In the Gospel of John in the New Testament of the Bible, Malchus is the name of the High Priest's servant, who participated in the arrest of Jesus. One of the disciples, Peter according to John, being armed with a sword, cut off the servant's ear in an attempt to prevent his Master's arrest.

The story is related in all four gospels, John 18:10–11; Matthew 26:51; Mark 14:47; and Luke 22:51, but the servant and the disciple are named only in John. Also, Luke is the only gospel that says Jesus healed the ear. The relevant passage in the Gospel of John, KJV, reads:

Then Simon Peter having a sword drew it, and smote the high priest's servant, and cut off his right ear. The servant's name was Malchus. Then said Jesus unto Peter, Put up thy sword into the scabbard: the cup which my Father hath given me, shall I not drink it?

The story is often used to illustrate Jesus' rejection of violence and surrender to God's will.


Greek form of Malluch (i.e. counsellor), a name common in the Semitic languages and of special interest as being that borne by the Jewish servant whose ear was struck off by St. Peter.

The incident is described by all the Evangelists (Matthew 26:51; Mark 14:47; Luke 22:50; John 18:10), though St. John alone furnishes us the names of the servant and the disciple, and only St. Luke mentions the miraculous healing of the injury. According to the Fourth Gospel, Judas, accompanied by a band of soldiers and servants sent out by the high-priests and Pharisees, set out from the city to apprehend Jesus. After the meeting, when the soldiers were about to seize Jesus, St. Peter drew his sword and cut off the right ear of a servant of the high-priest. We may conclude that Malchus was in the van of the hostile party and showing particular zeal, for St. Peter would hardly have singled him out without reason. Christ at once healed the wound and took occasion to teach His followers a lesson of peace.

Later in the evening a servant, related to Malchus, wrung the second denial from St. Peter (John 18:26-27). Since St. John alone gives the name of the servant, we may conclude that he himself was the disciple known to the high priest (John 18:15). The silence of the other sacred writers with regard to Peter's identity may be ascribed to a motive of prudence, for at the time they wrote the Jews might have punished the disciple, had they known his name.

Catholic Encyclopedia

Saint Peter's Sword

The copy of St. Peter's Sword
displayed in Poznan Archcathedral

The Sword of Saint Peter (Polish: Miecz swietego Piotra) is allegedly the sword with which the Apostle Peter cut off the ear of the high priest's servant at the time of Jesus' arrest in Gethsemane. The sword is wide-tipped, similar in shape to a dussack or machete. It currently resides in the Poznan Archdiocesan Museum. An exact copy of the sword, made by Bogdan Puchalski, is displayed on the wall of the Poznan Archcathedral Basilica.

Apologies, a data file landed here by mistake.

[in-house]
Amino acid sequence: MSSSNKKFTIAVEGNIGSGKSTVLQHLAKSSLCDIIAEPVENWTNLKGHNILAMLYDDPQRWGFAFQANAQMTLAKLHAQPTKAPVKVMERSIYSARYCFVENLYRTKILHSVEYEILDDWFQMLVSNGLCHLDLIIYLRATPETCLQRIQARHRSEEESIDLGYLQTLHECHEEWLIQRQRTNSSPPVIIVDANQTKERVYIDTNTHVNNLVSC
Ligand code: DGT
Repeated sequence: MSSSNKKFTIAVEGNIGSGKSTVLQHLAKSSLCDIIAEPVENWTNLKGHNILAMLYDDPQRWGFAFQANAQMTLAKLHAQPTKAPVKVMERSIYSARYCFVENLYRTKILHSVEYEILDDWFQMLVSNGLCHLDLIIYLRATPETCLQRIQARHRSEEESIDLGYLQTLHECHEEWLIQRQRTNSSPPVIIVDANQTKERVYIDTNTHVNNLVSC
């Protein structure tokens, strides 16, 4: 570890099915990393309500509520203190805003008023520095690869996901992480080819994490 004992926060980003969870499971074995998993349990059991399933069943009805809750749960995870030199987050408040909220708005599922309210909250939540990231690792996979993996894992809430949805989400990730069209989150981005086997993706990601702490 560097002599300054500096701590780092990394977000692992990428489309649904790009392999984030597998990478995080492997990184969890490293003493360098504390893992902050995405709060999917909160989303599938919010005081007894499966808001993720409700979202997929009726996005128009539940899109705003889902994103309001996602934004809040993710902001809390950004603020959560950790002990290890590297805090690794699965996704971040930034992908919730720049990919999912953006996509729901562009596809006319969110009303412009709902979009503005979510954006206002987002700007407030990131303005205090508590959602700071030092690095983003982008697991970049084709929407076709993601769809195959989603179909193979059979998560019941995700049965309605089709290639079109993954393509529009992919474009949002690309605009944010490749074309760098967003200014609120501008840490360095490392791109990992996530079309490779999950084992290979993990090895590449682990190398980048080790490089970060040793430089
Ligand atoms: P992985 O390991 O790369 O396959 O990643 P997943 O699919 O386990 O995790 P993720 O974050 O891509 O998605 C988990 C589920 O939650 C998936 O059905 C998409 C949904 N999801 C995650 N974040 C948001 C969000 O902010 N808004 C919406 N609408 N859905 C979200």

The sword is mentioned for the first time in the 1609 Vitae Episcoporum Posnaniensium of Jan Dlugosz as being the original Roman sword used by Saint Peter in the Gospels, or a direct copy made for Pope Stephen VII. However, at this time Stephen was already dead, and the current pope was John XIII.

The sword arrived in Poznan in 968 as a gift from John XIII for either Bishop Jordan or Duke Mieszko I. The Archdeacon of Poznan Cathedral in 1699 writes about the sword, describing it as a part of St. Peter's sword brought to Poznan by Bishop Jordan, where it is usually kept in the cathedral treasury, except for the few times a year when it is shown to the people. The 1721 Decree of Poznan Cathedral Chapter refers to having the sword moved to the chapter house as a more proper placement for this noble artefact.

For many years, historians treated the sword as a copy, probably made in the 10th century, but research by scientists from the Polish Army Museum in Warsaw suggests that the weapon could have been made in the 1st century in the eastern borderlands of the Roman Empire. However, scientists from the Greater Poland Army Museum in Poznan strongly consider it to be a medieval copy. Other experts, like Marian Glosek and Leszek Kajzer, suggest that the sword was made in the first quarter of the 14th century. Regardless of when the sword was made, it has the longest documented history in Poland, along with the Szczerbiec.

The blade was made from a single piece of iron with an added small cross-guard. Total length: 70.2-centimetre (27.6 in), it was probably 1-centimetre (0.4 in) or 2-centimetre (0.8 in) longer, but the tip of the sword was destroyed by corrosion. Maximal width, at the tip: 9.4-centimetre (3.7 in). There is a hole 10.3-centimetre (4.1 in) from the end of the hilt, which is 0.4-centimetre (0.2 in) in diameter.